Nursing & Depression - page 42

While visiting in the lounge one day, we discovered that every nurse there was on an anti-depressant. I have had 'Treatment Resistant Depression' for about 20 years--as long as I've been a nurse. ... Read More

  1. by   mario_ragucci
    Originally posted by nursechris1
    Another factor that makes depression worse, is having a spouse who does not understand it, and who makes snide comments about me taking meds, telling me I am "gorked out".
    You tell your husband he is a sick and stupid (the truth) person. Thats lower than making fun of someone with any injury or disease. Worse because your ignorant and unloving. I'm sorry :-(
  2. by   nursechris1
    Actually he could use the antidepressants worse than me, but he doesn't think so. I just made up my mind that its no different than being diabetic, or having hypertension.
  3. by   VivaLasViejas
    That's right, nursechris! You wouldn't resist taking insulin or an antihypertensive medication if they could save your life, or at least give you some quality of life, would you? Of course not, and depression is just as important to treat, if not more so since we have something like a 15-20% suicide rate!

    Tell THAT to your husband the next time he gives you a bad time about the meds.
  4. by   Youda
    Any "husband" who ridicules, instead of being supportive and loving, needs a generous boot out the door, and his clothes thrown out after him!
  5. by   micro
    Originally posted by mario_ragucci
    You tell your husband he is a sick and stupid (the truth) person. Thats lower than making fun of someone with any injury or disease. Worse because your ignorant and unloving. I'm sorry :-(

    yes, husbands should be more understanding.....
    yes, wives should be more understanding.....
    yes, friends should be more understanding.....
    yes, coworkers should be more understanding.....
    yes, managers should be more understanding.......
    yes............................................... ...........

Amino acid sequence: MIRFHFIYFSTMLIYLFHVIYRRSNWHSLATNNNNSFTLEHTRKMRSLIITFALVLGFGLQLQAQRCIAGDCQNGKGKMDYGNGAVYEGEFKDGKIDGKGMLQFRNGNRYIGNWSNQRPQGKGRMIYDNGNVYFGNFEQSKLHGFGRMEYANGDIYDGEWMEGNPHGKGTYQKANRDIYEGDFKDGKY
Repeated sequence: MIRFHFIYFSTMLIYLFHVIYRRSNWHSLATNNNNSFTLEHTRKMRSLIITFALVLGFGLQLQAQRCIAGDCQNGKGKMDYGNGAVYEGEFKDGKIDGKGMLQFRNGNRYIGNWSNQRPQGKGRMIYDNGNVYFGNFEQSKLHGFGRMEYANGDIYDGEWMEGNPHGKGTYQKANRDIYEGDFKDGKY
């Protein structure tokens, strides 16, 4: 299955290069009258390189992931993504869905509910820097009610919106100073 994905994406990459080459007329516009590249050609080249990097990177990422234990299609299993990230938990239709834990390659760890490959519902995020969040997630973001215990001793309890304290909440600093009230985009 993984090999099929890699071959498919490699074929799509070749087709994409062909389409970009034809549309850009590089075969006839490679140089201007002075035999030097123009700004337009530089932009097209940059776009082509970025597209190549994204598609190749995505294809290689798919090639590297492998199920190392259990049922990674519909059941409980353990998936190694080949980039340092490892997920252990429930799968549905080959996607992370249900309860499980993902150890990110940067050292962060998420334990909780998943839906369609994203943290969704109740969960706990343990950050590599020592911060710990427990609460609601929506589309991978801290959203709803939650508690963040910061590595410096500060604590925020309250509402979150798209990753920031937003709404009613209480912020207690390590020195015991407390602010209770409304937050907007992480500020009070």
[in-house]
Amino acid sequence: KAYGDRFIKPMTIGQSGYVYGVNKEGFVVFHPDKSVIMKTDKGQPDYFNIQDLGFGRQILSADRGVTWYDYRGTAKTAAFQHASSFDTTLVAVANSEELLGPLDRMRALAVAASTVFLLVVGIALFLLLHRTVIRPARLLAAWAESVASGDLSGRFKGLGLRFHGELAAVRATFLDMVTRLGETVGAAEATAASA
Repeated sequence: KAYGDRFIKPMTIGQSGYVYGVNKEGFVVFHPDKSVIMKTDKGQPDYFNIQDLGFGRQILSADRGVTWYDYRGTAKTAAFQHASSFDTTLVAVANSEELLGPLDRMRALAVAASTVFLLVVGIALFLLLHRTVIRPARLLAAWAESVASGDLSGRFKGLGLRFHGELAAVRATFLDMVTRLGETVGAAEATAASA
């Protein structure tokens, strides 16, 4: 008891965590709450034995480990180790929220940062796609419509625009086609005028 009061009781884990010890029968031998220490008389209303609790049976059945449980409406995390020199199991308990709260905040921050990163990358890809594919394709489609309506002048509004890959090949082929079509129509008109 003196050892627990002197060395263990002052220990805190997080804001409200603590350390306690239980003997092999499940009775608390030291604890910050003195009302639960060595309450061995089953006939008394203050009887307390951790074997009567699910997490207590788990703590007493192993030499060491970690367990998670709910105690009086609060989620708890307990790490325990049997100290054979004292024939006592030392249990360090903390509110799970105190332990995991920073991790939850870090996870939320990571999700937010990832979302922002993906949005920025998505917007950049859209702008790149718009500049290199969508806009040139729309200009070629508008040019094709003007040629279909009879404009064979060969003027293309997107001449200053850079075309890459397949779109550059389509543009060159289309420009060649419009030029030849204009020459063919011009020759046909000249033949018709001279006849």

have to agree with Mario on this one

    it is not a perfect world, but we can each do our part, by starting with ourselves.......
    take care of yourself........

  6. by   Youda
    I have to lovingly, respectfully, disagree with you micro. It is a big part of codependent, dysfunctional behavior to "understand" someone else's bad behavior. To quote sjoe, "you will get exactly as much crap as you're willing to take." It is everyone's responsibility to demand to be treated well, as a matter of self-respect. Understanding others is, of course, a good thing, but should never be a substitute for standing up for yourself.
    Last edit by Youda on Jan 7, '03
  7. by   micro
    it is everyone's responsibility to demand to be treated well,as a matter of self-respect

    couldn't agree more........

    but I do stay with the life ain't fair and I am the only one that can change it stance.....that I have tooken'(can't spellin on purpose)

    love and peace,

    p.s. nursechris.....
    kudos for taking care of yourself.....
    depression is a disease process.......
    analogy of diabetes, heart disease, htn, etc........all appropriate........
    take care of yourself.......and do not let the stigma of depression, mental illness or anything else get in the way.........

    #1 is you.........
    Last edit by micro on Jan 7, '03
  8. by   sphinx
    Well, my third "in office" day, and so far so good. Today was very hectic, and I was assurred it is not always that bad. I believe it, there were several call-ins (everyone has that nasty GI bug) and 11 openings, plus having to place the visits from the nurses who called sick. The nurses were really overloaded, and I felt so bad for them, as I know how it feels. But it did seem unusually heavy, as we were assigning people more than I remember getting for a long time, if ever. We floated off as many as possible, but our team staff is great, freaking *volunteering* to work overtime. I'm sitting there thinking, how do they do it? I was freaking out and falling apart at much less. Well, I guess they aren't suffering from depression. Or, if they are, they haven't shown it. I am very much enjoying coming home and having no paperwork. I am kind of vegging, to "celebrating", but slowly starting to do more, do stuff I haven't done in many moons, like clear the table and fill the dishwasher, etc. Maybe I'll even cook one of these days. I haven't made more than grilled cheese in eons!!!!